Hospital Construction Methods Lower Costs, Raise Benefits
Although the ultimate fate of healthcare reform remains in doubt, at least one thing appears certain: providers will need to reduce costs, maximize efficiency, and defend and expand their market shares to remain competitive–all while continuing to deliver accountable, high-quality care. That’s a tall order, and it affects every aspect of organizational strategy, including facilities.
Fortunately, advances in design and construction methods are enabling many hospitals and health systems to deliver high-quality new facilities faster and at a lower cost. One system in the Pacific Northwest, for example, is leveraging these techniques right now to construct multiple new facilities in one-third less time and for one-third less money than if it used traditional project delivery methods.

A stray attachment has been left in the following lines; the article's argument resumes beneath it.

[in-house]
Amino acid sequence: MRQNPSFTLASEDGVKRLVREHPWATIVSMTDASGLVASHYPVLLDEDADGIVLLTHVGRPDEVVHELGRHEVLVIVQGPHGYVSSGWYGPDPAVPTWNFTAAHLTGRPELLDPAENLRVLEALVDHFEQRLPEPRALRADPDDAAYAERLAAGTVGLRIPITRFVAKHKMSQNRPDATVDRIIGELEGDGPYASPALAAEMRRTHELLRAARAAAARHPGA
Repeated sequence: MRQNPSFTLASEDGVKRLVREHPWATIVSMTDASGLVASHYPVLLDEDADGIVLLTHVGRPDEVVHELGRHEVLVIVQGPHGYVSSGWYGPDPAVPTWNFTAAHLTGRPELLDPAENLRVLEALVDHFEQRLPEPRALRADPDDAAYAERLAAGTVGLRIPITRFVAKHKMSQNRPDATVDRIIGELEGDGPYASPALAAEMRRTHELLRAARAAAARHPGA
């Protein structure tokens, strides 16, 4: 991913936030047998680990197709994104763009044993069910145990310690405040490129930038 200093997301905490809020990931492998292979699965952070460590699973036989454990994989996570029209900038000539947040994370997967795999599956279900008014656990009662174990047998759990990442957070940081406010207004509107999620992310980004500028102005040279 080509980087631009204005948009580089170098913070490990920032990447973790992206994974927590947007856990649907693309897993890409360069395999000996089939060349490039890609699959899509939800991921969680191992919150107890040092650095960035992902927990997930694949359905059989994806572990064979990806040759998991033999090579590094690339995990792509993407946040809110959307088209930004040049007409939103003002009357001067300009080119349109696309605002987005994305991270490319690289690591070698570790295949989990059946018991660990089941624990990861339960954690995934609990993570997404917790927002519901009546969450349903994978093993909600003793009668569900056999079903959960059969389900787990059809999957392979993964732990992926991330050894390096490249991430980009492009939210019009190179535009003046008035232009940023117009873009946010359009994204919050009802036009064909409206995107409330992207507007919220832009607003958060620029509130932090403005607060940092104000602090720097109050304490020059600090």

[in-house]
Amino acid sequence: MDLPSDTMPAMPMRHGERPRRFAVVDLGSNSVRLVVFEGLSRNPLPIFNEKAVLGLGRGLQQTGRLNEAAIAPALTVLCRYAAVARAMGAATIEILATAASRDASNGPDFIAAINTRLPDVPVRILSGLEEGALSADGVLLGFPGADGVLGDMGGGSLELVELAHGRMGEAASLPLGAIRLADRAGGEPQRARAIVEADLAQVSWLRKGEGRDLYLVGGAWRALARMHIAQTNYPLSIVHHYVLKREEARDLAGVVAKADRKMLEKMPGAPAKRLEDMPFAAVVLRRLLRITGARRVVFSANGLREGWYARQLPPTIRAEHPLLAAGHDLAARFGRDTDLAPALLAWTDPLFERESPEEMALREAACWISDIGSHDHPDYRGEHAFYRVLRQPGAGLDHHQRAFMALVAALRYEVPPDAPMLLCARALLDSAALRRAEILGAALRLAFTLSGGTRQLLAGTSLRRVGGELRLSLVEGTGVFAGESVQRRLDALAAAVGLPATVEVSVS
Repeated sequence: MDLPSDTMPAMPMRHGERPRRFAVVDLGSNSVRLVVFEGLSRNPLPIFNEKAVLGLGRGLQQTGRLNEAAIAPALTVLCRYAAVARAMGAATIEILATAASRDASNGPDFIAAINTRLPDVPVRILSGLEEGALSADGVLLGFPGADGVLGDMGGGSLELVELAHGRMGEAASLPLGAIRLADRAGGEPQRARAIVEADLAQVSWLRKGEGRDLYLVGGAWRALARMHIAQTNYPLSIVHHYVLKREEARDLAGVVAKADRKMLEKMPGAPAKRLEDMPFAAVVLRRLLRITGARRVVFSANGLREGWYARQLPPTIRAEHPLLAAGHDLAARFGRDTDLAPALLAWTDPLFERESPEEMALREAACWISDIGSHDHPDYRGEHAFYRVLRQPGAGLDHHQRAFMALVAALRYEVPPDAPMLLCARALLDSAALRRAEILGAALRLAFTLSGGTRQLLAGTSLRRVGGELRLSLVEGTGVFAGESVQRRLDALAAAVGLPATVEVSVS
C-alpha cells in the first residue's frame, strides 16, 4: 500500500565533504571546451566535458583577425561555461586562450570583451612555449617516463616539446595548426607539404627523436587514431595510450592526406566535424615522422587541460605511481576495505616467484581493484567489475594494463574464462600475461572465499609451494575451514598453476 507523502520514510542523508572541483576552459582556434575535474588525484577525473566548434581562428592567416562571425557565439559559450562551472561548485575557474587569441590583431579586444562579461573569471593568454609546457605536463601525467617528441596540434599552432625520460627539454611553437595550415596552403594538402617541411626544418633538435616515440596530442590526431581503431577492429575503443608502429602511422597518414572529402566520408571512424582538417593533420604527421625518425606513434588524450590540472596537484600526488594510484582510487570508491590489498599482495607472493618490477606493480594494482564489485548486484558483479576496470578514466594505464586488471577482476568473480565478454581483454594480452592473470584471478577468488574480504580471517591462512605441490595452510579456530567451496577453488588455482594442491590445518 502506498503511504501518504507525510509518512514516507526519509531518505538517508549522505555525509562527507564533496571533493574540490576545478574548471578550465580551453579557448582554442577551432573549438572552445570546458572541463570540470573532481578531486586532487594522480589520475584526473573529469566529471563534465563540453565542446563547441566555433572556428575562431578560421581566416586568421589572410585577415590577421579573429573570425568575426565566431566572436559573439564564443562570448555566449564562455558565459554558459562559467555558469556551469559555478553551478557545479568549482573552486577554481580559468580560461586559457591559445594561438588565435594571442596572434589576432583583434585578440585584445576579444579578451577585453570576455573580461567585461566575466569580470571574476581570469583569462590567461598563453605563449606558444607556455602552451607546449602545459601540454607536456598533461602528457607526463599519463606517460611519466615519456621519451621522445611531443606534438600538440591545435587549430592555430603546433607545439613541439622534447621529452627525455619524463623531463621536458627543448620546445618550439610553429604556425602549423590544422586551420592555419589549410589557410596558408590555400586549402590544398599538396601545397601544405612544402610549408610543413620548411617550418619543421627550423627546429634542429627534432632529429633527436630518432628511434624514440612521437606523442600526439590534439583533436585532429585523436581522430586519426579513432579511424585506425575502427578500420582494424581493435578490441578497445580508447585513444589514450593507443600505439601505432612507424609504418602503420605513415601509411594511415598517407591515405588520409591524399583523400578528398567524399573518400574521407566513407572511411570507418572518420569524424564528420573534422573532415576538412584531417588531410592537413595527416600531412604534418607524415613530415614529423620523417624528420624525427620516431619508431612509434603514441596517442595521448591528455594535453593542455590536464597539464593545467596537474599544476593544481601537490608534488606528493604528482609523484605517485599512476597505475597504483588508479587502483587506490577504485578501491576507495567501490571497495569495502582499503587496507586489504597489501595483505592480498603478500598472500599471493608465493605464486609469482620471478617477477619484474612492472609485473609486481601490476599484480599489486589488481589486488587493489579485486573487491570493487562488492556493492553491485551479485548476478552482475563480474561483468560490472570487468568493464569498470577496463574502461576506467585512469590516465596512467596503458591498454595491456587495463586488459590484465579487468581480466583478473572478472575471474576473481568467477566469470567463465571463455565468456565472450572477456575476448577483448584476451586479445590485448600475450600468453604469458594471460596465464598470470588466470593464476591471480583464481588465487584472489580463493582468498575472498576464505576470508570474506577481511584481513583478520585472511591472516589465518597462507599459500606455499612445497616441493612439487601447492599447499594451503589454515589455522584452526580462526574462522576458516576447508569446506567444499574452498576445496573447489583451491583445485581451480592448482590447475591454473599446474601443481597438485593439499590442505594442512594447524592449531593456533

Some of these techniques are relatively new, while others have existed for decades. But they are all finding increasing acceptance as healthcare providers look to the design and construction industry to help them more cost-effectively deliver quality care in this era of healthcare reform.
Let’s take a closer look at some of these innovations and how healthcare providers can benefit.
Integrated Project Delivery
Integration is a buzzword these days as healthcare reform has compelled hospitals to forge closer bonds with physicians in an effort to streamline the delivery of high-quality, high-volume, cost-effective care. Likewise, integration can also enhance development efforts.
The integrated project delivery method was initially developed in the mid-1990s and is still evolving, so definitions vary. However, IPD can be defined as a system that integrates people, systems, business structures and practices into a process that facilitates collaboration and information sharing throughout the facilities design and construction process, resulting in greater efficiency and superior results. The three primary participants in the IPD process are usually the client, architect and contractor, although consultants, subcontractors, suppliers and other stakeholders often also participate.